The Social Dilemma

School closures due to COVID-19 restrictions highlighted what we already knew:  the addictive nature of online social networks and gaming, as young people without organised school, sport or social contact indulged many hours of the day and night. Screen addiction produces the same chemical response in the brain as cocaine.

What parents know from experience, was confirmed in a study of 5,000 persons reported in The American Journal of Epidemiology, 2017, which found that higher social media use correlated with self-reported declines in mental and physical health and life satisfaction. Not hard to believe when youth emerge from the screen cave, glassy eyed, belligerent, uncooperative and physically and socially diminished.

The title of this blog has been borrowed from a 2020 Netflix investigative and narrative docudrama film, The Social Dilemma, directed by Jeff Orlowski and written by Orlowski, Davis Coombe, and Vickie Curtis. I highly recommend viewing the film, particularly in the company of youth affected. The film explores the rise of social media and the damage it has caused to society, focusing on its exploitation of its users for financial gain through surveillance capitalism and data mining, how its design is meant to nurture an addiction for profit (as was cigarette smoking) and its use in politics.

Just how insidious tracking of internet usage can be was demonstrated to me at a simple level when searching online for supportive slip-on shoes for use after my hip operation. Advertisements for similar shoes began appearing uninvited on Facebook and other searches.

What lies beneath

Hidden machinations behind everyone’s favourite social media and search platforms are unveiled in the docudrama, showing that the technology that connects us also distracts us, monetizes, divides, controls, manipulates and polarises us. The promise of connectivity has given rise to a host of unintended consequences that threaten to overwhelm us unless we can address our broken information ecosystem that plagues humanity.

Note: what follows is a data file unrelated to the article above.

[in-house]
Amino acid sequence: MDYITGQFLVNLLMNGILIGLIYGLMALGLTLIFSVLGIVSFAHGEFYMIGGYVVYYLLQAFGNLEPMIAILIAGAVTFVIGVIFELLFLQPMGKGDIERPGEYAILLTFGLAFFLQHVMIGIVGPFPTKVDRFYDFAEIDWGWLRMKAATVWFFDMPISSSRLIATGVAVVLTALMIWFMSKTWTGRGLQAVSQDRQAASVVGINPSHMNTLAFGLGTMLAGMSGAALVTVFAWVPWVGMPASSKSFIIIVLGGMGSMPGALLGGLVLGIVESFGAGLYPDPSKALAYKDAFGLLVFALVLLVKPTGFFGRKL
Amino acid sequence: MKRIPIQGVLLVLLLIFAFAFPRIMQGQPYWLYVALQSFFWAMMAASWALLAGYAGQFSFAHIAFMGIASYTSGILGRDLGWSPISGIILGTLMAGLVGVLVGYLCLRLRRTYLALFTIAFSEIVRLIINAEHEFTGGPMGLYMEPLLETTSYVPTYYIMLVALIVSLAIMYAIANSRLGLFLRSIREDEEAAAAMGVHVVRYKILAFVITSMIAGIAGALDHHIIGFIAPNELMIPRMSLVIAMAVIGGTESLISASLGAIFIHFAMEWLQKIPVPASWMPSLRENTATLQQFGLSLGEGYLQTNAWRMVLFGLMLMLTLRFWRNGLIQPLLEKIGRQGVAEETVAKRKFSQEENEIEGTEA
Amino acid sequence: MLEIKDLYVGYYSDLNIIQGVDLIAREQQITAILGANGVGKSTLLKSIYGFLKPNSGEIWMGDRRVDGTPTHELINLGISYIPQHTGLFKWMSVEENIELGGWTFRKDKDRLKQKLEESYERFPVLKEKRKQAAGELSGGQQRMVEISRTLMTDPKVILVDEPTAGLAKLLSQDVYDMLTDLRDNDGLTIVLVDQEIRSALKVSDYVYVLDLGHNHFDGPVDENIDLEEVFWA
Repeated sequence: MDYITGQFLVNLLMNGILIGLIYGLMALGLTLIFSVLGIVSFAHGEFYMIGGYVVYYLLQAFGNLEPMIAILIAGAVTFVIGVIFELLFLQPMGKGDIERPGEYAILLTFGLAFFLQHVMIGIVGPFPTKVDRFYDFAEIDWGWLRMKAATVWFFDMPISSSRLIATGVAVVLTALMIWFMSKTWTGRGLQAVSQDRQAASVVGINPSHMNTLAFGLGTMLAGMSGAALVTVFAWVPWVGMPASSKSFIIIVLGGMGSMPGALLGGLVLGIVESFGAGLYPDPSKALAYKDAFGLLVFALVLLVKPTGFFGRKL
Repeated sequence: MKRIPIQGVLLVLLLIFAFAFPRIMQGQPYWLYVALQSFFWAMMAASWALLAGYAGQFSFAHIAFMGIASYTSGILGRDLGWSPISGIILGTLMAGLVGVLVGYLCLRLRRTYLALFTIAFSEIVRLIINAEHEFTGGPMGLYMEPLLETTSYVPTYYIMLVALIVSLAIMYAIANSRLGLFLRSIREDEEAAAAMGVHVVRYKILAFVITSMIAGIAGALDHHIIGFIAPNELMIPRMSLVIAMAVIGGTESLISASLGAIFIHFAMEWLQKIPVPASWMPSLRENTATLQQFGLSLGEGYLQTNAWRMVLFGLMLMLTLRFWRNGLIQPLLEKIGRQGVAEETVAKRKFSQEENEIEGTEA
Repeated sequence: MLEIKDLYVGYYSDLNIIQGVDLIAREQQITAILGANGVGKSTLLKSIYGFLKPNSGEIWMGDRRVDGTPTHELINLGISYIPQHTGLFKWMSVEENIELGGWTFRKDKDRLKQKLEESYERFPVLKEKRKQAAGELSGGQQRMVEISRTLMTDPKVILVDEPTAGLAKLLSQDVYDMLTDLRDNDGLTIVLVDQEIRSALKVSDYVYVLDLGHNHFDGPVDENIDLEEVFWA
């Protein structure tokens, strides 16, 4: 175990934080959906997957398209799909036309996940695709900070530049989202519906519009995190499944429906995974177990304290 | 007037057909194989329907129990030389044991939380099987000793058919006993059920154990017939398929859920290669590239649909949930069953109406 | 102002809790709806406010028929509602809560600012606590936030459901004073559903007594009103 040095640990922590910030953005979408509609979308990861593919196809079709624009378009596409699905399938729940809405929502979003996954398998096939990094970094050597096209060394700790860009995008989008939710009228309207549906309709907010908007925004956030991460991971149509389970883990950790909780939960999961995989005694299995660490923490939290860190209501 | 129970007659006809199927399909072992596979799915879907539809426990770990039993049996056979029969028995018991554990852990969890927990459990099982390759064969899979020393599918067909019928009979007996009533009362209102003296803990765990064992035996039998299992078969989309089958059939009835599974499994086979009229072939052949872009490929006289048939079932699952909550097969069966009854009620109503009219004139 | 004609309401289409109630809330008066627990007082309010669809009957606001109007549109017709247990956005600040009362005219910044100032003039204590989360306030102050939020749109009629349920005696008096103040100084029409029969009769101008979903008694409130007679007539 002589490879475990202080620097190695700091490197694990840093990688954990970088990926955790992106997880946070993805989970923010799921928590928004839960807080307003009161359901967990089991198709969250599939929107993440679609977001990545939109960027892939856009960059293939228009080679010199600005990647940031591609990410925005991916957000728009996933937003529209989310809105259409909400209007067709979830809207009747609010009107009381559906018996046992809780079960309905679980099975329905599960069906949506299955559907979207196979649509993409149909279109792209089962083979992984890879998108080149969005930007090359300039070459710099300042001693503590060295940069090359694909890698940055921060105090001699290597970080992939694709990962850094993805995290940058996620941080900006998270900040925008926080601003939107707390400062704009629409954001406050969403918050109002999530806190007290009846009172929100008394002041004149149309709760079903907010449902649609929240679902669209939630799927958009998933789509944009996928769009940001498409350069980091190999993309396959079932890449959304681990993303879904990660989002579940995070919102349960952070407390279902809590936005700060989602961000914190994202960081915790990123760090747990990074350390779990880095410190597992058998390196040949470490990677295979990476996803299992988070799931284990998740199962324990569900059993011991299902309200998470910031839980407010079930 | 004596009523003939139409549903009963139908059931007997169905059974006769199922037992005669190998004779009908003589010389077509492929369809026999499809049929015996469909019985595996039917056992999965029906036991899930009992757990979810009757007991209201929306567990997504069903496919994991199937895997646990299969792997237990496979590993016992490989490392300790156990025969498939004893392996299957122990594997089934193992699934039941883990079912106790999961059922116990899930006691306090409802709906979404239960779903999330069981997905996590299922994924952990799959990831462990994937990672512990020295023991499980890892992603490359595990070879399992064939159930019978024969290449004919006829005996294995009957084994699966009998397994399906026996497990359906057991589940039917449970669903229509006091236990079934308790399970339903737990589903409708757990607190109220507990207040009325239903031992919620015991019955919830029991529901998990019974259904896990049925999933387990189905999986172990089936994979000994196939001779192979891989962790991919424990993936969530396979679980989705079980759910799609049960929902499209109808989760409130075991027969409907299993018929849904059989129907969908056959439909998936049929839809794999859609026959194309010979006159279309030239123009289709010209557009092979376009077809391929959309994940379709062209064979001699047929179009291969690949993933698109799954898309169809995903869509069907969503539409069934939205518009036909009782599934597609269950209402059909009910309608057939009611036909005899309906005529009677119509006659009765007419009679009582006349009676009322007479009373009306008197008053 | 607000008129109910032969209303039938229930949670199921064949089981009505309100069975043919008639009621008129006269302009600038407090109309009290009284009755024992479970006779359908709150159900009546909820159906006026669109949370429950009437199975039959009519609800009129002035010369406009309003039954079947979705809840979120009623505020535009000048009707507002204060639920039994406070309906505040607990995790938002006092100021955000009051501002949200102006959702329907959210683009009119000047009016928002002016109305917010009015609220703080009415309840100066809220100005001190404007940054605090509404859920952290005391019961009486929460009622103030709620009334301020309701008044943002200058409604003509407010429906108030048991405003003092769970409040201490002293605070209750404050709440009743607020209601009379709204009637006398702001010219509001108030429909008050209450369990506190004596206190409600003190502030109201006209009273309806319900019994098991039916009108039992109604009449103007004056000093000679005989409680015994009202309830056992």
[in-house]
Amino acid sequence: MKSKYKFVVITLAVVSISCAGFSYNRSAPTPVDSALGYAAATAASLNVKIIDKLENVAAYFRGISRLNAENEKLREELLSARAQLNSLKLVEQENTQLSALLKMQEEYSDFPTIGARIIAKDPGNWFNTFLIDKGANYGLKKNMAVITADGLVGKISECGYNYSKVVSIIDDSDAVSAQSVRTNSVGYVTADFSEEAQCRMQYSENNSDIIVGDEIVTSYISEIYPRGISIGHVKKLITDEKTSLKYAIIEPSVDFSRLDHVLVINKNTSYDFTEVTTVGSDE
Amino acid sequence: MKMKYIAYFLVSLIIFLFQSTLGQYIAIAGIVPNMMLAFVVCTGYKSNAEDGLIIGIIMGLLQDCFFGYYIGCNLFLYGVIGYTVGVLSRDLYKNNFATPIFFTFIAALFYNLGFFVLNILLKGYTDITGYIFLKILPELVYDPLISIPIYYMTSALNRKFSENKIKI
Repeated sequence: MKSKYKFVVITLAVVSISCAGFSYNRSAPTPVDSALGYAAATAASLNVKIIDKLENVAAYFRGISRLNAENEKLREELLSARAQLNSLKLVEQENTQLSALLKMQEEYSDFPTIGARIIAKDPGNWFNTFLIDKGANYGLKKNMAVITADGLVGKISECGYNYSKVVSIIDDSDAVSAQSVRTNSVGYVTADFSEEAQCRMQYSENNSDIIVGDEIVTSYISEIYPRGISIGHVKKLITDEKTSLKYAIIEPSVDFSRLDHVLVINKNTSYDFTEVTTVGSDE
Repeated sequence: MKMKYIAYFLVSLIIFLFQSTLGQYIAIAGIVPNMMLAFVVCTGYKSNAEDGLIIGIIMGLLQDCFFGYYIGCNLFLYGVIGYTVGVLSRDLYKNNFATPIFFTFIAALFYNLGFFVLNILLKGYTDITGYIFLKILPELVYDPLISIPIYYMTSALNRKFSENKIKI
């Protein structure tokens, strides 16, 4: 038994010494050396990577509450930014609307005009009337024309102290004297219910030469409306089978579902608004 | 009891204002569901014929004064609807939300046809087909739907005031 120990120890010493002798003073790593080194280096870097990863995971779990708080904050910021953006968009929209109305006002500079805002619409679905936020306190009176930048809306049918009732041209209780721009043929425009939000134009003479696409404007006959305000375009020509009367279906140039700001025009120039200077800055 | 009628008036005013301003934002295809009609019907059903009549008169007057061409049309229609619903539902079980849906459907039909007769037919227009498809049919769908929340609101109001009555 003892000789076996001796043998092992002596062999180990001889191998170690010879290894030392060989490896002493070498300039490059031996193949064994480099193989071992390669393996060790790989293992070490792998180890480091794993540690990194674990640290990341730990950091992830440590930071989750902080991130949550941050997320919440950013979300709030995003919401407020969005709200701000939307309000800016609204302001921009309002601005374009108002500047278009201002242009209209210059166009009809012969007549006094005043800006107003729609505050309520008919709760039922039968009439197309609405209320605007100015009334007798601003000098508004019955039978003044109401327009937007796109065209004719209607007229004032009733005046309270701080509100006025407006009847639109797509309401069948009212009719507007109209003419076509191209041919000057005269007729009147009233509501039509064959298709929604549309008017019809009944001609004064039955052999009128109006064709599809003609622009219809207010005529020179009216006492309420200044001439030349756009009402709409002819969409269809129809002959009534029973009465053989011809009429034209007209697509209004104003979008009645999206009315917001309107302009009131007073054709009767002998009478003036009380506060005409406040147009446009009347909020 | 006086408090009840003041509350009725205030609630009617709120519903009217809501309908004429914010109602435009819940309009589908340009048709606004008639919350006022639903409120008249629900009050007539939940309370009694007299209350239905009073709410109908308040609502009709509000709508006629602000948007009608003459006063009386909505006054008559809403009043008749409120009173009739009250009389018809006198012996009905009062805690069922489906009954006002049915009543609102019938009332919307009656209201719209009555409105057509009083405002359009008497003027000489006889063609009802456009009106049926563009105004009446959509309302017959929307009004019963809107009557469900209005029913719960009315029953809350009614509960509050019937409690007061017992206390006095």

• Mental health dilemma: Persuasive design techniques like push notifications and endless scroll of your newsfeed have created a feedback loop that keeps us glued to our devices. Just how people are preyed upon, cleverly and unwittingly is shown in the film.
  • Democracy dilemma: The New York Times reports that the number of countries with political disinformation campaigns doubled in the past two years. Were the personal impact of social media platforms on individuals concerning enough, we are only just becoming aware of the extreme danger that control of these platforms in biased hands has on the exercise of democracy.

Partisan use of social media platforms is known to influence the election process and outcomes. During the 2020 USA election campaign, operators of the various platforms (Google, Twitter, Facebook) worked together to design algorithms that favoured the Democrat non-campaign of Joe Biden from his basement, while disadvantaging the Trump campaign. Messages supporting Trump and Republicans were cancelled and cautioned. A well-known fact is that near 100% of employees of these platforms in the Silicon Valley bubble contribute to the Democrats, implying entrenched political bias. Mark Zuckerberg, CEO of Facebook contributed $400m to facilitate Democrat vote harvesting.

Social media advertising gives anyone the opportunity to reach huge numbers of people with phenomenal ease, giving bad actors the tools to sow unrest and fuel political divisions.